The photoconductor elements of this invention can employ conventional substrates, such as a film or sheet material, as the support layer. The support layer is relatively thermally stable, electrically insulating, and has dielectric strength. Examples of polymers used in films include cellulose acetate, polystyrene, polycarbonates, polyesters, such as polyethylene terephthalate, and the like. Presently preferred substrates are polyethylene terephthalate and polycarbonates. Typical film support layers have a thickness in the range of about 100 microns, although thicker and thinner layers can be employed.
The photoconductor elements of this invention can employ various electrically conductive layers. For example, the conductive layer can be a metal foil which is conventionally laminated to the support layer. Suitable metal foils include those comprised of aluminum, zinc, copper, and the like. The support layer and the conductive layer can be formulated as a consolidated layer which can be a metal plate. For example, suitable plates can be formed of metals, such as aluminum, copper, zinc, brass and galvanized steel. Alternatively, vacuum deposited metal layers upon a substrate are suitable and are presently preferred, such as vapor deposited silver, nickel, gold, aluminum, chromium, and metal alloys. The thickness of a vapor deposited metal layer can be in the range of about 20 to about 500 angstroms. Conductive layers can also comprise a particulate or dissolved organic or inorganic conductor or semi-conductor distributed in a binder resin. For example, a conductive layer can comprise compositions of protective inorganic oxide and about 30 to about 70 weight percent of conductive metal particles, such as a vapor deposited conductive cermet layer as described in U.S. Pat. No. 3,880,657. Also see in this connection the teachings of U.S. Pat. No. 3,245,833 relating to conductive layers employed with barrier layers. Organic conductive layers can be employed, such as those comprised of a sodium salt of a carboxyester lactone of maleic anhydride in a vinyl acetate polymer, as taught, for example in U.S. Pat. Nos. 3,007,901 and 3,262,807.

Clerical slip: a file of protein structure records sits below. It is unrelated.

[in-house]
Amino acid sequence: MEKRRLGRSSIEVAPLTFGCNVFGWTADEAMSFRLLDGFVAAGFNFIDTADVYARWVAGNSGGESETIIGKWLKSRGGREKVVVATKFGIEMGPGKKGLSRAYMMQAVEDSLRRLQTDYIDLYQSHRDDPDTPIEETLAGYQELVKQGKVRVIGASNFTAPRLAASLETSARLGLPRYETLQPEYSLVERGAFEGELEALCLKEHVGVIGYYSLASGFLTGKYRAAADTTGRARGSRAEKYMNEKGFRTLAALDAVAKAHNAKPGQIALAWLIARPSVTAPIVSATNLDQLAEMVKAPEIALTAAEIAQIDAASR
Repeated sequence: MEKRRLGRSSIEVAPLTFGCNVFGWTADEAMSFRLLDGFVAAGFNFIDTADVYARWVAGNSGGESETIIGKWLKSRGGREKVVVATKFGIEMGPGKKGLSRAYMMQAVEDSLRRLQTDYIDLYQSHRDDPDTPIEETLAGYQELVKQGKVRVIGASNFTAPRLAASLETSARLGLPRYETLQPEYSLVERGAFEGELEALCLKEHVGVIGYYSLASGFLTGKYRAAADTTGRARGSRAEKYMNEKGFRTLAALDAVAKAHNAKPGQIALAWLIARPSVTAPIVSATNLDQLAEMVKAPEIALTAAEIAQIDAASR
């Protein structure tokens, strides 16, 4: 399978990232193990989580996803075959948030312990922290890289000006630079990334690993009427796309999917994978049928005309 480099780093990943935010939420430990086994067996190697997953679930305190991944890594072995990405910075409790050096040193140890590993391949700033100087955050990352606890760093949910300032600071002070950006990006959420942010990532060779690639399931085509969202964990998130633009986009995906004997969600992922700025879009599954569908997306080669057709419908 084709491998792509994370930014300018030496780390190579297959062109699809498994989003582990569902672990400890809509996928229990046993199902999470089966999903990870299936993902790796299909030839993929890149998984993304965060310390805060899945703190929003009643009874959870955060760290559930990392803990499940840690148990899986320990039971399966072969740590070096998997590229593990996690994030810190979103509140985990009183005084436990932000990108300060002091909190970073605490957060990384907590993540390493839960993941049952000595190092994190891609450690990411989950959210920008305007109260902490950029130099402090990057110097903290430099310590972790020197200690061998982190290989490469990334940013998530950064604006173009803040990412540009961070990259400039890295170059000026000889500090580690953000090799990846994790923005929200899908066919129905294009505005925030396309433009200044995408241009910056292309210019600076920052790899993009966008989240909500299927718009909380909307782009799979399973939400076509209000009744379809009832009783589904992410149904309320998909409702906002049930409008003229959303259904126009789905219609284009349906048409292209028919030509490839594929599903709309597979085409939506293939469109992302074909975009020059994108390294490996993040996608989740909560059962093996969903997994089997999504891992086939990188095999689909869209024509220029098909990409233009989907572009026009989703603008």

In the photoconductor elements of the invention, the conductive layer is optionally but preferably overcoated by a barrier adhesive or subbing layer. The barrier layer typically has a dry thickness in the range of about 0.01 to about 5 microns. Typical subbing layers are solvent soluble, film-forming polymers, such as, for example, cellulose nitrate, polyesters, copolymers of poly(vinyl pyrrolidone) and vinylacetate, and various vinylidene chloride-containing polymers, including 2, 3 and 4 component polymers prepared from a polymerizable blend of monomers or prepolymers containing at least 60% by weight of vinylidene chloride. Representative vinylidene chloride-containing polymers include vinylidene chloride-methyl methacrylate-itaconic acid terpolymers such as disclosed in U.S. Pat. No. 3,143,421. Various vinylidene chloride-containing hydrogel tetrapolymers which may be used include tetrapolymers of vinylidene chloride, methyl acrylate, acrylonitrile and acrylic acid, such as disclosed in U.S. Pat. No. 3,640,780. Other useful vinylidene chloride-containing copolymers include poly(vinylidene chloride-methyl acrylate), poly(vinylidene chloride-methacrylonitrile) poly(vinylidene chloride-acrylonitrile), and poly(vinylidene chloride-acrylonitrile-methyl acrylate). Other subbing materials include the so called tergels described in U.S. Pat. No. 3,501,301 and the vinylidene chloride terpolymers described in U.S. Pat. No. 3,228,770. One useful class of subbing layers is comprised of a hydrophobic film-forming polymer or copolymer that is free from any acid-containing group, such as a carboxyl group, that is prepared from a blend of monomers or prepolymers, each of said monomers or prepolymers containing one or more polymerizable ethylenically unsaturated groups. Examples of such a polymer include many of the aforenamed copolymers, and, in addition, copolymers of polyvinylpyrrolidone and vinyl acetate, poly(vinylidene chloride-methyl methacrylate), and the like. Presently preferred subbing layers are comprised of polyesters and poly(vinylidene-acrylonitrile).
While any convenient method of application of a subbing layer can be used, it is presently preferred to dissolve the polymer in a solvent, and then to coat the solution over the conductive layer.
The barrier layer coating composition can also contain minor amounts of various optional additives, such as surfactants, levelers, plasticizers, and the like.